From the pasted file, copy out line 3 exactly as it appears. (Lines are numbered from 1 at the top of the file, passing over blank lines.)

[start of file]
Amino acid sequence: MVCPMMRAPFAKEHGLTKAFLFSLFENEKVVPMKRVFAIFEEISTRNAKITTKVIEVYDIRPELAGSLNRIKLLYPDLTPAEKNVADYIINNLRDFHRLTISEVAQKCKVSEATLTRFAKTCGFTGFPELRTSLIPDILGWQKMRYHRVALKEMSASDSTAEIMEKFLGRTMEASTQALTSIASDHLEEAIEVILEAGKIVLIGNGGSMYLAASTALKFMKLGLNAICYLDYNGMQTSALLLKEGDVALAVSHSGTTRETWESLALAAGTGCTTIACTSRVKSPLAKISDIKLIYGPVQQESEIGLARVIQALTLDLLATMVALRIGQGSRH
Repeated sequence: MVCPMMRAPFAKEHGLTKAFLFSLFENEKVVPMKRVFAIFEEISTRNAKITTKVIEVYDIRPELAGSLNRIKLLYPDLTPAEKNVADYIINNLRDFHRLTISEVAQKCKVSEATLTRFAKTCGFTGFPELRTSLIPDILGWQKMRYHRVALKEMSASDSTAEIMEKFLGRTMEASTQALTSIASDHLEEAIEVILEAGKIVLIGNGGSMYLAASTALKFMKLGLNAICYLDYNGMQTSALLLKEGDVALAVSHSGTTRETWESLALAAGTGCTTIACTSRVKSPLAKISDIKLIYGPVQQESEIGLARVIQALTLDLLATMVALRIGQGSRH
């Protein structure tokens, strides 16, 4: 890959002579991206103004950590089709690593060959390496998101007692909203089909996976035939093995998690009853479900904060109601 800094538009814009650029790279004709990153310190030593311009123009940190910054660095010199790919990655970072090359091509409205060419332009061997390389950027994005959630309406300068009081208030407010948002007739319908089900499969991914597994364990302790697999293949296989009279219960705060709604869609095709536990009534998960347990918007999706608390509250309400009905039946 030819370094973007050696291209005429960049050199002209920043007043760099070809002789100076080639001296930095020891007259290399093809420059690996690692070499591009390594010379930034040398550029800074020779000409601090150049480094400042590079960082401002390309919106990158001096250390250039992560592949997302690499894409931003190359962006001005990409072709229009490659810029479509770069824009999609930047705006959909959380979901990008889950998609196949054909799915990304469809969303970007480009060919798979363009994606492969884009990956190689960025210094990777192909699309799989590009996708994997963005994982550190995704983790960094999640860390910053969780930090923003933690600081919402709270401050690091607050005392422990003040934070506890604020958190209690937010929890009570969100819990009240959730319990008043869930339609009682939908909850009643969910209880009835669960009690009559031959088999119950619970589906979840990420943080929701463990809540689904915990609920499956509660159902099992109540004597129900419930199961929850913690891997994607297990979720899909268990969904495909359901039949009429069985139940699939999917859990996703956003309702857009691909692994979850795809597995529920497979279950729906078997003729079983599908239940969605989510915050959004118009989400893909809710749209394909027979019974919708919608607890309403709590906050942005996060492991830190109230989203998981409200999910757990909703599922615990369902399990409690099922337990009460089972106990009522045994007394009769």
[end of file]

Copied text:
């Protein structure tokens, strides 16, 4: 890959002579991206103004950590089709690593060959390496998101007692909203089909996976035939093995998690009853479900904060109601 800094538009814009650029790279004709990153310190030593311009123009940190910054660095010199790919990655970072090359091509409205060419332009061997390389950027994005959630309406300068009081208030407010948002007739319908089900499969991914597994364990302790697999293949296989009279219960705060709604869609095709536990009534998960347990918007999706608390509250309400009905039946 030819370094973007050696291209005429960049050199002209920043007043760099070809002789100076080639001296930095020891007259290399093809420059690996690692070499591009390594010379930034040398550029800074020779000409601090150049480094400042590079960082401002390309919106990158001096250390250039992560592949997302690499894409931003190359962006001005990409072709229009490659810029479509770069824009999609930047705006959909959380979901990008889950998609196949054909799915990304469809969303970007480009060919798979363009994606492969884009990956190689960025210094990777192909699309799989590009996708994997963005994982550190995704983790960094999640860390910053969780930090923003933690600081919402709270401050690091607050005392422990003040934070506890604020958190209690937010929890009570969100819990009240959730319990008043869930339609009682939908909850009643969910209880009835669960009690009559031959088999119950619970589906979840990420943080929701463990809540689904915990609920499956509660159902099992109540004597129900419930199961929850913690891997994607297990979720899909268990969904495909359901039949009429069985139940699939999917859990996703956003309702857009691909692994979850795809597995529920497979279950729906078997003729079983599908239940969605989510915050959004118009989400893909809710749209394909027979019974919708919608607890309403709590906050942005996060492991830190109230989203998981409200999910757990909703599922615990369902399990409690099922337990009460089972106990009522045994007394009769």